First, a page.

Enabled Veterans Outdoors
Helping disabled veterans get out into the field to enjoy outdoor activites.
EVO in the News (Yeah, we're famous. Not.)
Air Force vet creates accessible hunting preserve for disabled veterans
Admiration & Legacy, by Jessie Rolph Brown
Trent Wright hadn’t owned his 35 acres northeast of Humboldt long before he knew exactly what he wanted to do with the land—he wanted to give back to those who had given so much to their country. Wright, who served 16 years in the U.S. Air Force, envisioned a hunting paradise designed just for disabled military veterans. He set to work, paying for most of the project’s first phase out of his own pocket. In just a few months, he and a friend had created 275 yards of level trail that allowed veterans using wheelchairs, canes, prosthetics or other assistance a chance to walk through the woods. Then there’s the raised and heated blind for hunting deer, turkey and coyote.
Retired Marine Lance Cpl. Joel Klobnak used that blind to hunt deer last winter. “When people do things for you like this, it proves to you that you are still normal, there’s life beyond your injury. These little things give you hope,” says Klobnak. “Anyone who would think of doing this has heart.”
Since Wright opened the Enabled Veterans Nature Trail in September 2008, he has planted more than 2,000 trees and shrubs and food plots for pheasants. Wright is continuing to build the trail–extending it to be a mile and a half long–and creating new hunting opportunities, working with partners like Pheasants Forever and local landowners.
“It’s a good thing to do for all the right reasons,” Wright said. “All I need is one (veteran hunt) and it’s worth it.”
Air Force Vet Helps Disabled to Access Outdoors
By Larry Myhre, Journal Outdoors editor | Posted: Thursday, January 7, 2010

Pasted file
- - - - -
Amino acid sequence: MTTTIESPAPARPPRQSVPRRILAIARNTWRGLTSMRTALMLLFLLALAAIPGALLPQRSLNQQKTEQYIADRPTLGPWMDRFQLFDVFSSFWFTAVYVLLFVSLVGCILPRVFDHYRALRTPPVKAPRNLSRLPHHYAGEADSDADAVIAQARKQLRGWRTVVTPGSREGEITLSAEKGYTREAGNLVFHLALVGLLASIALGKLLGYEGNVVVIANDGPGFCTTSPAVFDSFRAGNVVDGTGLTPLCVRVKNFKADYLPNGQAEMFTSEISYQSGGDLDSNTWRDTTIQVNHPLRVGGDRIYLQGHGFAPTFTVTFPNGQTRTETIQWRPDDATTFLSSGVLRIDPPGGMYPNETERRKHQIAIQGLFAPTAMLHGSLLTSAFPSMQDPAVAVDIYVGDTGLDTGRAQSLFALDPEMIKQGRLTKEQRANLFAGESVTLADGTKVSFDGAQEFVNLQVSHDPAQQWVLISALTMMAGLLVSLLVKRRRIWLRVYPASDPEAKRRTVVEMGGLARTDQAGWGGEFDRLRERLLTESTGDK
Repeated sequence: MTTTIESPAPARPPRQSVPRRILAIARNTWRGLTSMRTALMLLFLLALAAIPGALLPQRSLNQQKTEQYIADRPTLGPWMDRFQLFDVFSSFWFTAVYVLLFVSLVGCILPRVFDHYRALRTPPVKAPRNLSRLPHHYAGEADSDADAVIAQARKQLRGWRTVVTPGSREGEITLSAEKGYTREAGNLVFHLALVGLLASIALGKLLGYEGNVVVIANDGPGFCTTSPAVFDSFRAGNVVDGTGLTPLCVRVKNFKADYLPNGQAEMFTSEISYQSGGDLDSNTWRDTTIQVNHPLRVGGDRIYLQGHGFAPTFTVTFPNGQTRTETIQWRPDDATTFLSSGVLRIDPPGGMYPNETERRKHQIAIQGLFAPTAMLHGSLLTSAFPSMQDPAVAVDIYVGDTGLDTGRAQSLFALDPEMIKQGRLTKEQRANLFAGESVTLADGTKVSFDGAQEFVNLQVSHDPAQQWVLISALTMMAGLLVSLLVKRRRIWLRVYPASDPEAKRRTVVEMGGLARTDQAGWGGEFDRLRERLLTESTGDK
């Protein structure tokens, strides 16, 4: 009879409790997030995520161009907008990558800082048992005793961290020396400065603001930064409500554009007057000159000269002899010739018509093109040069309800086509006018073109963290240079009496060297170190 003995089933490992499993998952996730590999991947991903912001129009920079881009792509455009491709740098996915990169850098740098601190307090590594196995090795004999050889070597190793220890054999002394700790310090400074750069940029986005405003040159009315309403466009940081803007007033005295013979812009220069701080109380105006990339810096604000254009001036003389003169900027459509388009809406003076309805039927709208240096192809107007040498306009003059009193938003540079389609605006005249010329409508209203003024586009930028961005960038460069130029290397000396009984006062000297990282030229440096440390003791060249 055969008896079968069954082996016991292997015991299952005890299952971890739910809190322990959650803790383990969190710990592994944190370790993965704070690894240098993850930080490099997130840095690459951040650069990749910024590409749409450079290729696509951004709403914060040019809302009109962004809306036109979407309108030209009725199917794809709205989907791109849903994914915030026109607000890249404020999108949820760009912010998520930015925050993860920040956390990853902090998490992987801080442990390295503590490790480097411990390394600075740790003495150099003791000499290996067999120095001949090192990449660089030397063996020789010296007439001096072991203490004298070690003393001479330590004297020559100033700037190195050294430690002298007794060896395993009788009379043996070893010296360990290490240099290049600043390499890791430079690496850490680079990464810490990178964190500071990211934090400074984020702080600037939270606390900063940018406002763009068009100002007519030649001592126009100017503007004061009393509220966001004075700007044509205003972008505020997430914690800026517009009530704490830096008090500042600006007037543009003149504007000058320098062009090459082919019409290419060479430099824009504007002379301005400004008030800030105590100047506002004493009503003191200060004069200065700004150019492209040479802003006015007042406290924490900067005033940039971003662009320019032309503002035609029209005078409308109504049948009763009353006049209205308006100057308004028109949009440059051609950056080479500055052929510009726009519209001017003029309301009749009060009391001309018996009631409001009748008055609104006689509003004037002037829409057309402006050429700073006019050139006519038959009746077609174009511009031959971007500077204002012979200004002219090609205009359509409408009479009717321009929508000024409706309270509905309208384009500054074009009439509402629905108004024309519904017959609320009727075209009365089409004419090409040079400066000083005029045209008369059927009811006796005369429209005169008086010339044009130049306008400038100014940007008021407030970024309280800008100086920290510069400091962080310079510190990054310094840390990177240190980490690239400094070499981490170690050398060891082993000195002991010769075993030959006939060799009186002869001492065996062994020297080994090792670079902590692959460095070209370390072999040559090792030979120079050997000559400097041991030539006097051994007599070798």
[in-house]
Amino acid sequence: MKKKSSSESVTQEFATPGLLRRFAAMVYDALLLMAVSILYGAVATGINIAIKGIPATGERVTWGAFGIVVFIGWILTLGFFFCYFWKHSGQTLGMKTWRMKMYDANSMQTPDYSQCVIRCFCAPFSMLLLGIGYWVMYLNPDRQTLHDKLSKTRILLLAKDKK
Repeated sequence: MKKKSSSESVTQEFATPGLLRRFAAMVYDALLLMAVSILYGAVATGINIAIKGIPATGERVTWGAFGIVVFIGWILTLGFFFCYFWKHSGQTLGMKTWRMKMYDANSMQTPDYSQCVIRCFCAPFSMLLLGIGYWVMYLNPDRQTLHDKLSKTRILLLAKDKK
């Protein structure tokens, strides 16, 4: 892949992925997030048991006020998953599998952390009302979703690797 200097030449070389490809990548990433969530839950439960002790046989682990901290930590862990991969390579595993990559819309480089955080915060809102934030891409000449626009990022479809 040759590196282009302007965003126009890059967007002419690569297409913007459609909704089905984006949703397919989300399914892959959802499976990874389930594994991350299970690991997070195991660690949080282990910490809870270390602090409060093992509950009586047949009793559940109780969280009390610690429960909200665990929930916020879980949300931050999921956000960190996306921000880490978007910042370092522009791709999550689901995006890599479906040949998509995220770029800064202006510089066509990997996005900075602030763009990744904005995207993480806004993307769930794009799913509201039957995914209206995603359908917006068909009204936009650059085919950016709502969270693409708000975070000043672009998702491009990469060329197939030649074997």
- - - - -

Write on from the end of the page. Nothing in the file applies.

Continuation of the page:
When Trent Wright bought 35 acres of woods along the East Fork of the Des Moines River near Humboldt, Iowa, he envisioned a private hunting spot. Then he heard an ad for an organization which helped disabled veterans and, as they say, the light bulb went on. Now he envisioned a special place where disabled military veterans could realize their hunting dreams.
“I just decided there were those who deserve to hunt more than I do,” Trent says. But it wouldn’t be easy. The land was rugged. “It is pretty rough in there,” he continues. “We needed to build a trail which would be handicap accessible.” So, he and his friends, Alan Jensen of Livermore, Iowa and Aaron Kraft, Sioux City, went to work.
That was early last year and by that fall, they had their trail, 275 yards long and covered with rock and it led to an 8-foot by 10-foot, elevated “deer house” which is heated. There, disabled vets could hunt deer and turkey. “It’s more of a miniature cabin,” Trent says. They’ve also built another trail to get down to food plots Trent has planned. There, hunters could take a stand and the food plots pushed for pheasants.
Trent and his wife Wendy live in Morningside and Trent, also known as "the Asparagus Guy" is manufacturing and selling Tall Paul’s Pickled Asparagus, popular as a garnish for bloody Mary’s and other drinks. The recipe was developed by Trent’s father more than 40 years ago. Trent was raised near Humboldt, Iowa, and ran a catering business there until last year when he quit to sell pickled asparagus.
“Last year we had 17 days of activities out there,” Trent says. “We hunted pheasants and deer, shot trap and targets. Many landowners throughout Iowa have offered to let us hunt their land. We provide the opportunity for vets to hunt with guides and provide game processing.”
His organization Enabled Veterans Outdoors is a registered nonprofit corporation. Wounded vets interested in hunting can request permission by emailing Trent at: email@example.com.
Organizations and businesses have also stepped forward to help. Pheasants Forever chapters in Humboldt, Webster, and Pocahontas counties have contributed money to the project as has Central Bank of Sioux City.
Now Trent is trying to get the word out to more vets and hopes others will step forward with contributions so he can continue to build Enabled Veterans Outdoors.
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